I'm a lawyer. 
and a life coach.

Growing up on the sandy bluffs of a little oceanfront town in Southern California, surrounded by people living with financial and emotional wealth, I always felt safe and happy...until I was 12 years old.


Up until then, I had a loving family, financial security, and a sense that no one ever had any reason to feel anyway other than happy.   

But then my dad died suddenly of a massive heart attack. He was only 45 years old.

Looking back, I remember being strangely stoic throughout the first couple months after his death only later realizing that I was completely avoiding and resisting all of my grief in a way that children do when they are not taught to feel negative emotions.  


When I entered middle school, my grief began to surface in the form of massive self-hate and self-destructive behavior including an eating disorder that would stay with me for well over a decade.  My mother’s new boyfriend - who moved into the house I grew up in only a couple months after my father died - began to physically and mentally abuse me.  In my now 13 year old mind I felt like somehow I must have deserved all of this.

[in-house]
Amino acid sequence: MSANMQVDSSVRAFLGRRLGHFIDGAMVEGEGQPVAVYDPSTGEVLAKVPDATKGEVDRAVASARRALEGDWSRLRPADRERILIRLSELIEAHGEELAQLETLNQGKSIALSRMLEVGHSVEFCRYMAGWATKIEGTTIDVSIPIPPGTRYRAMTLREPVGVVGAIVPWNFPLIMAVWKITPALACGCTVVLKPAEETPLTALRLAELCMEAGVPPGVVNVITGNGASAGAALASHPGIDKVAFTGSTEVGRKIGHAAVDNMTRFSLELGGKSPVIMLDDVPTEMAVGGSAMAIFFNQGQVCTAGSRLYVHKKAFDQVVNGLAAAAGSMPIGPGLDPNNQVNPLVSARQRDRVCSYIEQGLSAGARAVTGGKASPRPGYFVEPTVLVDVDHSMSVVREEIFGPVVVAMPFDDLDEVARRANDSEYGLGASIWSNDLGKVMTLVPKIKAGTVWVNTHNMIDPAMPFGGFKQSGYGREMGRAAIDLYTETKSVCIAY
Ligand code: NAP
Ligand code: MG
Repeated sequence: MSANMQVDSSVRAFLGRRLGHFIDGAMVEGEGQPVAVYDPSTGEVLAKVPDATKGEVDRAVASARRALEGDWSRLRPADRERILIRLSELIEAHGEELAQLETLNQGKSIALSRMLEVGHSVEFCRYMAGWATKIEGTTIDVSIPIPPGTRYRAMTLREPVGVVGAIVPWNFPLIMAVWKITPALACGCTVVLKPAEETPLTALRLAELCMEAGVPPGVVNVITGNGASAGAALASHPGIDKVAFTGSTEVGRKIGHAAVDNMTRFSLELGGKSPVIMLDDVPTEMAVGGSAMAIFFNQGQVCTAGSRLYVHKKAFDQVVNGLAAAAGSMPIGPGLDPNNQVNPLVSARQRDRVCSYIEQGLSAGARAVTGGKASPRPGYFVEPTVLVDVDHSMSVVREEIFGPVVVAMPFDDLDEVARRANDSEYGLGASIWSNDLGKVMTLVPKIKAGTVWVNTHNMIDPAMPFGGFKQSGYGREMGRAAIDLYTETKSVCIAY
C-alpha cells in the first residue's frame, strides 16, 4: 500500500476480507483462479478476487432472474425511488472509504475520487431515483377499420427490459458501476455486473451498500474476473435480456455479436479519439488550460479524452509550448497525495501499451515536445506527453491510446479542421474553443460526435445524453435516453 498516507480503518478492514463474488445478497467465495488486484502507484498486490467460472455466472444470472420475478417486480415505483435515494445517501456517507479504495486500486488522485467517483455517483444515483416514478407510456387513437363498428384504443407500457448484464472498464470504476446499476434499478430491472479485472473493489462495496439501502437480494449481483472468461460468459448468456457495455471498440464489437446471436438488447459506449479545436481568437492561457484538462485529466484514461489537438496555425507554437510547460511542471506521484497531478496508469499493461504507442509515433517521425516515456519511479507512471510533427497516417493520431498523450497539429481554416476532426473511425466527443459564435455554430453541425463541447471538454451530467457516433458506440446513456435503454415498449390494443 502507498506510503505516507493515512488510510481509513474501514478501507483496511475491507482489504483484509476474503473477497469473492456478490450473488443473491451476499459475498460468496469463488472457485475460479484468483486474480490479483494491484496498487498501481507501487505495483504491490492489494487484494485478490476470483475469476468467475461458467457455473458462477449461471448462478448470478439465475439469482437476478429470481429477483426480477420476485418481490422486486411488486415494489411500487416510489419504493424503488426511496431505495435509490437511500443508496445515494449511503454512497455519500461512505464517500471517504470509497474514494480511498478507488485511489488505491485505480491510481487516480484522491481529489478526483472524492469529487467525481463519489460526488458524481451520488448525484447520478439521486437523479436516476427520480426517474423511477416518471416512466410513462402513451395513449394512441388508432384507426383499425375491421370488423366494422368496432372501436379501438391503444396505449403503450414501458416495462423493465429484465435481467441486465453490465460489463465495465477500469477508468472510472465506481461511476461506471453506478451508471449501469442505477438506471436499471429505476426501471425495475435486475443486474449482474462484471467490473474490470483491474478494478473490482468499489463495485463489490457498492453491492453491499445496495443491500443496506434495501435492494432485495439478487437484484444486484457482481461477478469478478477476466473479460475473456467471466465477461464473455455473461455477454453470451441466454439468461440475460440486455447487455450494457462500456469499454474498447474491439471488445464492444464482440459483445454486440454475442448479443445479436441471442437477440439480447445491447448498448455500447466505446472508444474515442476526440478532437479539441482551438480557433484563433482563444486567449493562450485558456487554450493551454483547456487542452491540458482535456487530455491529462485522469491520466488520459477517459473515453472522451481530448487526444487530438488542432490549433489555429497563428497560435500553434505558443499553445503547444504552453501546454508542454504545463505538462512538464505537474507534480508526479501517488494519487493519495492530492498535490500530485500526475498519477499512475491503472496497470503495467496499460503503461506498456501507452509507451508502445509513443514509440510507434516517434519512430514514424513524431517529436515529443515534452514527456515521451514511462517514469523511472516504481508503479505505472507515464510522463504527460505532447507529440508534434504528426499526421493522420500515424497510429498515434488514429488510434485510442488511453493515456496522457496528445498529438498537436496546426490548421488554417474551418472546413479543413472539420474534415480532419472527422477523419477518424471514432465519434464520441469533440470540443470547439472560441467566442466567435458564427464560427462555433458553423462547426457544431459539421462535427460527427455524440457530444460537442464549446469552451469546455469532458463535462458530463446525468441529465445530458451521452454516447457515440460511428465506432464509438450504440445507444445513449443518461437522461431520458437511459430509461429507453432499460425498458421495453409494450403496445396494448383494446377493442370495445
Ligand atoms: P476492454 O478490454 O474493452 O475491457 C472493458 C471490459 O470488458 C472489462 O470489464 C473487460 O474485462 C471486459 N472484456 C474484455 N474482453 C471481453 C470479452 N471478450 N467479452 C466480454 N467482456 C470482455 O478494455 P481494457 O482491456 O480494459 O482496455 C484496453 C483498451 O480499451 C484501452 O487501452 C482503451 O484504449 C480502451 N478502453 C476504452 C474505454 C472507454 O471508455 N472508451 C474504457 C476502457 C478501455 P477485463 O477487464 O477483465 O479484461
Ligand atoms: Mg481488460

As the years past, my incredibly negative thoughts and feelings showed up in heavy drinking, drug use, and eating disorders. It finally took a rock bottom DUI and a night in jail when I was 17 to get me to realize that my life was totally out of my control. 

I went to the self-help section of the local Barns & Noble and began devouring all of the self-help books that I could thinking (albeit misguidedly at that time) that these books would be able to magically “fix” what I believed to be my fundamentally broken self.  


It wasn’t until much, much later that I would realize that the real wisdom I was learning was that I was never actually broken - it was just my misguided thoughts in a mismanaged mind that needed fixing.


The more I read, the more I feel deeply in love with the wisdom – the philosophies espoused – in these self-help books.  Yes, I said philosophies! I believe self-help and philosophy are really the same thing.  That is likely why when I went to college I took my passion for self-help and transferred it into a degree in Philosophy – the love of wisdom – the ultimate in self-help thought work.